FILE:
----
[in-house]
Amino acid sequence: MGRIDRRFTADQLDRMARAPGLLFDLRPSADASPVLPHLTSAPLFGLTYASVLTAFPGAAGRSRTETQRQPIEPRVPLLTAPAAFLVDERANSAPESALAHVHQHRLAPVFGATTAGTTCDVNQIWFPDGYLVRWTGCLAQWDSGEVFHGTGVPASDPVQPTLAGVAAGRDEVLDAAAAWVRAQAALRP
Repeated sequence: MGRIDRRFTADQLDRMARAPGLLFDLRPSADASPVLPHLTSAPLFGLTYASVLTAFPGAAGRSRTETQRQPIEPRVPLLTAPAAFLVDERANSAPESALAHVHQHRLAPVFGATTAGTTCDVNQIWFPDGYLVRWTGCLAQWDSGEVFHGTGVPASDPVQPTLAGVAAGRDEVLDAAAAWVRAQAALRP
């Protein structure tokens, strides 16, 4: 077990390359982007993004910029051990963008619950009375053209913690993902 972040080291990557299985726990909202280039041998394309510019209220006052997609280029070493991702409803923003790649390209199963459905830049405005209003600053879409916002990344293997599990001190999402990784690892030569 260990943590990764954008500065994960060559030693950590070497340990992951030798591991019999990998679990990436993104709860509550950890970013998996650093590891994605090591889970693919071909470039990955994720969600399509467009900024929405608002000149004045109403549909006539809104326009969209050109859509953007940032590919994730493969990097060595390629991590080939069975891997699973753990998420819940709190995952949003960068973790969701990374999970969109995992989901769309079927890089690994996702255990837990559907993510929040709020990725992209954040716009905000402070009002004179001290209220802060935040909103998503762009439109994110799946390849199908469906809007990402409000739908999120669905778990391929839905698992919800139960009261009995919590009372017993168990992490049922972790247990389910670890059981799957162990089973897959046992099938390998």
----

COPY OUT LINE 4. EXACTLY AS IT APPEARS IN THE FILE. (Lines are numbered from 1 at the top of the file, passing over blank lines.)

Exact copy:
């Protein structure tokens, strides 16, 4: 077990390359982007993004910029051990963008619950009375053209913690993902 972040080291990557299985726990909202280039041998394309510019209220006052997609280029070493991702409803923003790649390209199963459905830049405005209003600053879409916002990344293997599990001190999402990784690892030569 260990943590990764954008500065994960060559030693950590070497340990992951030798591991019999990998679990990436993104709860509550950890970013998996650093590891994605090591889970693919071909470039990955994720969600399509467009900024929405608002000149004045109403549909006539809104326009969209050109859509953007940032590919994730493969990097060595390629991590080939069975891997699973753990998420819940709190995952949003960068973790969701990374999970969109995992989901769309079927890089690994996702255990837990559907993510929040709020990725992209954040716009905000402070009002004179001290209220802060935040909103998503762009439109994110799946390849199908469906809007990402409000739908999120669905778990391929839905698992919800139960009261009995919590009372017993168990992490049922972790247990389910670890059981799957162990089973897959046992099938390998």